Electromobility is gaining momentum internationally. Year after year, fully electric vehicles are allowed on the roads, in addition to climate change, one reason being the ban on internal combustion engines from 2030. But especially when it comes to long distance, many potential buyers are vulnerable to uncertainty. Can I travel from Munich to the Baltic Sea coast with my own vehicle without any problems?
Tour operators who bring their customers from A to B by bus also ask themselves this question. So North American coach vendor ABC Companies started an ambitious project some time ago and has now successfully completed it. It was about a journey from Newark in California to Seattle in Washington and back. A 1,330 kilometer (one-way) route along the west coast of the United States.
The question was whether there were enough charging points and intermediate stops on the route to fully electrically bridge the outbound and return journeys. The Van Hool coach can carry 56 passengers and is available in an electric version from December 2020. ABC Companies has been delivering the model to interested customers since early 2021.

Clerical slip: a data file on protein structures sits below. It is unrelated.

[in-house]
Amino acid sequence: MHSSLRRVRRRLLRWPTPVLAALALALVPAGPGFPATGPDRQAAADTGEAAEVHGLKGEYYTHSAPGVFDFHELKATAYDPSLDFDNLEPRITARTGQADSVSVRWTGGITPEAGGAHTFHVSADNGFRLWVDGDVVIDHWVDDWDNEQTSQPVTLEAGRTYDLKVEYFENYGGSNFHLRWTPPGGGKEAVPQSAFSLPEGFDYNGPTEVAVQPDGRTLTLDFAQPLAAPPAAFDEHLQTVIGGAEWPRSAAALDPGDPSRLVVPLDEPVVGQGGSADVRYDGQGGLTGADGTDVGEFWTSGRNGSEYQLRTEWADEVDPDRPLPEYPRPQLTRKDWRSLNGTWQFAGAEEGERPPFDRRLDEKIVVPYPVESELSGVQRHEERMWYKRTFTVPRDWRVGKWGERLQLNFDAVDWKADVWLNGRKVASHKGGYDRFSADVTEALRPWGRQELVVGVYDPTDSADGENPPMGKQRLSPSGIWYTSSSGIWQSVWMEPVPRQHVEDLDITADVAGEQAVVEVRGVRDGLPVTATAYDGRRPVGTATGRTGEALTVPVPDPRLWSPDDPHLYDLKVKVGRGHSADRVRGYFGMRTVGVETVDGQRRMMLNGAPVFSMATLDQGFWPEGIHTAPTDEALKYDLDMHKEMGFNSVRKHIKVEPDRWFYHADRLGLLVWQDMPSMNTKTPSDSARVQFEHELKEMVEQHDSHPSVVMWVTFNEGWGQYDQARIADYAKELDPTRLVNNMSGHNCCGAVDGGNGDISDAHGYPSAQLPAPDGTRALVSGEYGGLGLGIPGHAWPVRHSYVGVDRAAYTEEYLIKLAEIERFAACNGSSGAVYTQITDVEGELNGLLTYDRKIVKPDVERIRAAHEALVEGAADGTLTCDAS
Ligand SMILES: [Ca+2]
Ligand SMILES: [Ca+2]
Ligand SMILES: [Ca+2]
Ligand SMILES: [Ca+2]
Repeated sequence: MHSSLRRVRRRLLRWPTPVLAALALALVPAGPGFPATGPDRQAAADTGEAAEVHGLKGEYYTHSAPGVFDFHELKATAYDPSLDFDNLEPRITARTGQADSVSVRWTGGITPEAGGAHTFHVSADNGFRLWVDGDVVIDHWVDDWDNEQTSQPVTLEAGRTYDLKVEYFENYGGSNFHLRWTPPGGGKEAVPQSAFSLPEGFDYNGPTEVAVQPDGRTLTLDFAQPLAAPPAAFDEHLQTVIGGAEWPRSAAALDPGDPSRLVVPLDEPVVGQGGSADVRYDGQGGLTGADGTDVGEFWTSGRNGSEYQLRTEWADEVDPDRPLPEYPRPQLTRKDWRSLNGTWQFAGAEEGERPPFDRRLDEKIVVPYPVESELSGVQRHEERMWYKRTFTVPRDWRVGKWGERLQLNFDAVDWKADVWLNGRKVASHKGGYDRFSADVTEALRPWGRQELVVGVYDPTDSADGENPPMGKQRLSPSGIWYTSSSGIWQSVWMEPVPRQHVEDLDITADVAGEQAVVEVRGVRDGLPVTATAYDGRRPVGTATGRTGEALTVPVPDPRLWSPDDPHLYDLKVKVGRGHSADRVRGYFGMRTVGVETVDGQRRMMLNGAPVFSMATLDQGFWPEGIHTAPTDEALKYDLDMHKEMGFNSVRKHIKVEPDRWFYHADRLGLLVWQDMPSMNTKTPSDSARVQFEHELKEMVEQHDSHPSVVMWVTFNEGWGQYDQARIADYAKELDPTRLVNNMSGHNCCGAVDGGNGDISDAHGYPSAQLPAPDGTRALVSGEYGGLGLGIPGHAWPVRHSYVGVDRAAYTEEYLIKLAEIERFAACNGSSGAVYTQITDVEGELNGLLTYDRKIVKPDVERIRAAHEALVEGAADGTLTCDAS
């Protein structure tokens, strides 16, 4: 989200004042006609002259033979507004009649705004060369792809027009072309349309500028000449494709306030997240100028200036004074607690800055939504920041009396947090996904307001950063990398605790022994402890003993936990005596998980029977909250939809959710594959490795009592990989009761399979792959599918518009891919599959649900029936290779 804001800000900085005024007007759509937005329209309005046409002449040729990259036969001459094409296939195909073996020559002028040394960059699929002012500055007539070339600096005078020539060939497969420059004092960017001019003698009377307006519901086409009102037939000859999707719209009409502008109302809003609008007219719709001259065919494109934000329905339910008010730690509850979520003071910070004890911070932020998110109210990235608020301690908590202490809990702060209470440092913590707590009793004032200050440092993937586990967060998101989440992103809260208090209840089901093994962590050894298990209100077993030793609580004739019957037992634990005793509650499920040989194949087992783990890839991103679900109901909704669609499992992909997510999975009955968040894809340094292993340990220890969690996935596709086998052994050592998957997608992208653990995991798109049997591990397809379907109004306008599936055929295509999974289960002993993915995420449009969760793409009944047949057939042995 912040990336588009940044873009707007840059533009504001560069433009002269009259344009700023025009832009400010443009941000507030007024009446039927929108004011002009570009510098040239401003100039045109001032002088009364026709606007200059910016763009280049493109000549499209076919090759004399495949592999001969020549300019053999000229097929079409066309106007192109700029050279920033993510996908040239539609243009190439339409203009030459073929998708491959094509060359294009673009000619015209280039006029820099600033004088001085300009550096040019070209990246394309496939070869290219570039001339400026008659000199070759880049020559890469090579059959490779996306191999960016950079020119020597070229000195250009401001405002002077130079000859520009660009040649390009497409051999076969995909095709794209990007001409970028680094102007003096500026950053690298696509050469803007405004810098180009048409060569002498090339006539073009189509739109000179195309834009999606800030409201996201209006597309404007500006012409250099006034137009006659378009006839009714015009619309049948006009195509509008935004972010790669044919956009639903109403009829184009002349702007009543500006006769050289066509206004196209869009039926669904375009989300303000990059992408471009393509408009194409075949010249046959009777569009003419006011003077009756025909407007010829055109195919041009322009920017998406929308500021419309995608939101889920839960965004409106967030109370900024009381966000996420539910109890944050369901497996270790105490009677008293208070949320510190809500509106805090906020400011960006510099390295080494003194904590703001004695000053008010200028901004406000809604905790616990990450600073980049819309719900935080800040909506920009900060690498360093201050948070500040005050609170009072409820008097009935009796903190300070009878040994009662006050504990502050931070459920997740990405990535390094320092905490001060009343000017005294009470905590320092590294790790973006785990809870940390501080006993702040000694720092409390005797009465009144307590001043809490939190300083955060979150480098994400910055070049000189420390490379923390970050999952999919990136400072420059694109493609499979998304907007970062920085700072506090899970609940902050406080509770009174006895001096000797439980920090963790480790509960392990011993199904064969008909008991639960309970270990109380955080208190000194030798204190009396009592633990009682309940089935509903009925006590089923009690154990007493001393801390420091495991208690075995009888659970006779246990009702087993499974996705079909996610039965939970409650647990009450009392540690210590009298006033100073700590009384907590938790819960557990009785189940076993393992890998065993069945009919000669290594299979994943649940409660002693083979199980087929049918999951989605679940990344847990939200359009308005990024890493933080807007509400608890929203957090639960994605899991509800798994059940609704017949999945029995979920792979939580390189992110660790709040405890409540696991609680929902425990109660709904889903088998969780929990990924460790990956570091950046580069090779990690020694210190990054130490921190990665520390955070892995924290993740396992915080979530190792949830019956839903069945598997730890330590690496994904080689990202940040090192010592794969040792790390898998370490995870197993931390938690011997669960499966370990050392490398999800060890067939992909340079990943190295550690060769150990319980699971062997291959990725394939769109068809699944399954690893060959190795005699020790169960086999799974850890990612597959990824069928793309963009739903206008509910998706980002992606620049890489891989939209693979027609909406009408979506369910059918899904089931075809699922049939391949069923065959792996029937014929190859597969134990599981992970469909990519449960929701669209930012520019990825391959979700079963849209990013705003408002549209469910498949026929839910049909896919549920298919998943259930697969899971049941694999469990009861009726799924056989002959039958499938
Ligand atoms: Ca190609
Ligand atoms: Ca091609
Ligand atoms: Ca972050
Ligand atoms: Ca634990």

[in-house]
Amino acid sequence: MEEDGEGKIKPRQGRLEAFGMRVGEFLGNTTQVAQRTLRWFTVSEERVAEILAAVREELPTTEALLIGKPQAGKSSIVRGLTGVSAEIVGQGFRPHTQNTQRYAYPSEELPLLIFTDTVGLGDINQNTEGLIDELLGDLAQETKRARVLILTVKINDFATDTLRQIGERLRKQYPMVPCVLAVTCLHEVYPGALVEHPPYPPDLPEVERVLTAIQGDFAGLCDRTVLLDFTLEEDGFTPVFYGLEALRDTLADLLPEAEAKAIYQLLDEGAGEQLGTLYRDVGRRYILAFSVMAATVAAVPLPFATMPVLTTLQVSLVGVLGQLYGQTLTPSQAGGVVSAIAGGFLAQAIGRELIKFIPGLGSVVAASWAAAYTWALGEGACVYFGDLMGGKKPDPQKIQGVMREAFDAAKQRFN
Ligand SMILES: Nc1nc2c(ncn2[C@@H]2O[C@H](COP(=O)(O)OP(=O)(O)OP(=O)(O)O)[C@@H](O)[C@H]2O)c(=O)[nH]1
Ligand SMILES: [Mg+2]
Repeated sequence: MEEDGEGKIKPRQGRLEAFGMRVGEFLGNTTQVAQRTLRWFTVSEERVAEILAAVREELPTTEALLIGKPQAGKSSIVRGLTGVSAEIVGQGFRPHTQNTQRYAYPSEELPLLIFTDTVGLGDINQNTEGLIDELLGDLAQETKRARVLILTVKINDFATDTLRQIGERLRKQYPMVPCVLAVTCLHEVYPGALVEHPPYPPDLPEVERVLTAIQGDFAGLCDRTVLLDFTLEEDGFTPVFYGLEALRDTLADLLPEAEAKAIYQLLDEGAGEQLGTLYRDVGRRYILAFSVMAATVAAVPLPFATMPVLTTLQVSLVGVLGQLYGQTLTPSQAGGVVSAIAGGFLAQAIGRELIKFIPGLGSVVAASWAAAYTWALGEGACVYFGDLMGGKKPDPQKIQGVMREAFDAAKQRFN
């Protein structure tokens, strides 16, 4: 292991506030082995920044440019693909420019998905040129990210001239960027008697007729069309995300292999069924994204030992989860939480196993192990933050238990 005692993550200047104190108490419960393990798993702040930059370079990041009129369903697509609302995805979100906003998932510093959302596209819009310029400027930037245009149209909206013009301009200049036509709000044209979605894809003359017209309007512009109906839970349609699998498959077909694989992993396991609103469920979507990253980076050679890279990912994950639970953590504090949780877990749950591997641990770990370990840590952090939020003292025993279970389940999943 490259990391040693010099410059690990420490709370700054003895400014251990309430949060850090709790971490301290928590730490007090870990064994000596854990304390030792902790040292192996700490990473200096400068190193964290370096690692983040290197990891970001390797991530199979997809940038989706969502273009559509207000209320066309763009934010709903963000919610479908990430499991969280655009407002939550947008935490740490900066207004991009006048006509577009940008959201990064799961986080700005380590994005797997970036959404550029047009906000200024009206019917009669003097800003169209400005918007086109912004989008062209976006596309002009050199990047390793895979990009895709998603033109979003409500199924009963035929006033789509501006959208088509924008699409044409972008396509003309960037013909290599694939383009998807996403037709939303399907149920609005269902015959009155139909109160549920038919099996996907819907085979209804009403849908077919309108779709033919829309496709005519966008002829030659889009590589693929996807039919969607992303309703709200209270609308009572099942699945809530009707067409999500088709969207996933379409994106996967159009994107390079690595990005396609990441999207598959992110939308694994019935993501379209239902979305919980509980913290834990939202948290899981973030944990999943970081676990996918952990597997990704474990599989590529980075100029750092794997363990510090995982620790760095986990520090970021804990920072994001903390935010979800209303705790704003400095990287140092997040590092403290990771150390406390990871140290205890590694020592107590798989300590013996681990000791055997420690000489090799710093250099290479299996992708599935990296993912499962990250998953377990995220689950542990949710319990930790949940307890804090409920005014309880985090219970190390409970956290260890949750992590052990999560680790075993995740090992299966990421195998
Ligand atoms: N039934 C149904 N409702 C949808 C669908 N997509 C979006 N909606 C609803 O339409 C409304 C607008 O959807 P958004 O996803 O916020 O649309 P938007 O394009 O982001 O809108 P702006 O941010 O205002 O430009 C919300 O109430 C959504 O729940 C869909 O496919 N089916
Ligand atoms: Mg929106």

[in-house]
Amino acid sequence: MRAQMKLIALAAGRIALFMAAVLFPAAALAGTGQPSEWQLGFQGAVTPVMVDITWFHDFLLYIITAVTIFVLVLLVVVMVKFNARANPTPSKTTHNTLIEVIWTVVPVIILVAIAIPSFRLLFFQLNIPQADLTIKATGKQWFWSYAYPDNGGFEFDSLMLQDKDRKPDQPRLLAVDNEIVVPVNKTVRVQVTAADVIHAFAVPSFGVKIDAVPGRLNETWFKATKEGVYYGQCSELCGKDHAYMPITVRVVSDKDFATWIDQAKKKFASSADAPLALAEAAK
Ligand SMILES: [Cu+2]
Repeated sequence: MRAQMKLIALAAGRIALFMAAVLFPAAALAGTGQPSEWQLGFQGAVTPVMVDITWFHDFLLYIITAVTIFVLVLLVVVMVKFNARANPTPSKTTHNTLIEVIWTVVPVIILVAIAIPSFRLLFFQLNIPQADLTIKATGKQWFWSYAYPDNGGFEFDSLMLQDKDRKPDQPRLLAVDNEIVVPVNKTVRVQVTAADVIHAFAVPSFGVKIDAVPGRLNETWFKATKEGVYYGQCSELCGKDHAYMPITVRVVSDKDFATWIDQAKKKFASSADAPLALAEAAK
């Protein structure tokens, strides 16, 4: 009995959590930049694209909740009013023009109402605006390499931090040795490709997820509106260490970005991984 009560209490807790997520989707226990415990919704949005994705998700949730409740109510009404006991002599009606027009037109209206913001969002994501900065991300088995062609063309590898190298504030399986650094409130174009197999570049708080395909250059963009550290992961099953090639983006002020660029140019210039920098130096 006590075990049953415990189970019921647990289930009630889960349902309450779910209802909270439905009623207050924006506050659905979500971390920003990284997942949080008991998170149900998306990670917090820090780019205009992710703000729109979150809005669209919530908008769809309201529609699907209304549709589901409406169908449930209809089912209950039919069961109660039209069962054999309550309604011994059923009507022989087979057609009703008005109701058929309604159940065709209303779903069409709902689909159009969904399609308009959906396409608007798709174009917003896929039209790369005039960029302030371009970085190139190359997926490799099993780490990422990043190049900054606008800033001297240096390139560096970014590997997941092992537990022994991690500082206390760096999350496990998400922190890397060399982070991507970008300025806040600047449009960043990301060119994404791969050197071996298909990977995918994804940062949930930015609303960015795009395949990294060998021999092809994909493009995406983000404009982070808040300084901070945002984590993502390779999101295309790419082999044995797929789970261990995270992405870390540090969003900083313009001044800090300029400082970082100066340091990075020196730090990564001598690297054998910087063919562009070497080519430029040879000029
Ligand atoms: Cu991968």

It should therefore come as no surprise that ABC Companies can also claim promotion in the form of advertising. The coach is equipped with lithium-titanium-oxide cells and has a capacity of 676 kWh. One charge could cover a distance of 450 to 480 km, which was more than enough for the entire journey, as the experiment turned out.
At the same time, loading times turned out to be less of a problem. The vehicle was recharged to 100 percent after about 2.5 to 3 hours, one reason being that the battery never discharged more than 65 percent. So when the bus regained its strength, the passengers were able to eat with their legs stretched out.
ABC Companies CEO, Roman Cornell, sees a lot of potential in technology. As drivers get used to the vehicles, greater range should be possible. Intelligent braking and starting maneuvers allow you to remove more kilometers from the battery and thereby reduce brakes. Overall, the experiment shows that today’s battery technology already has a lot to offer.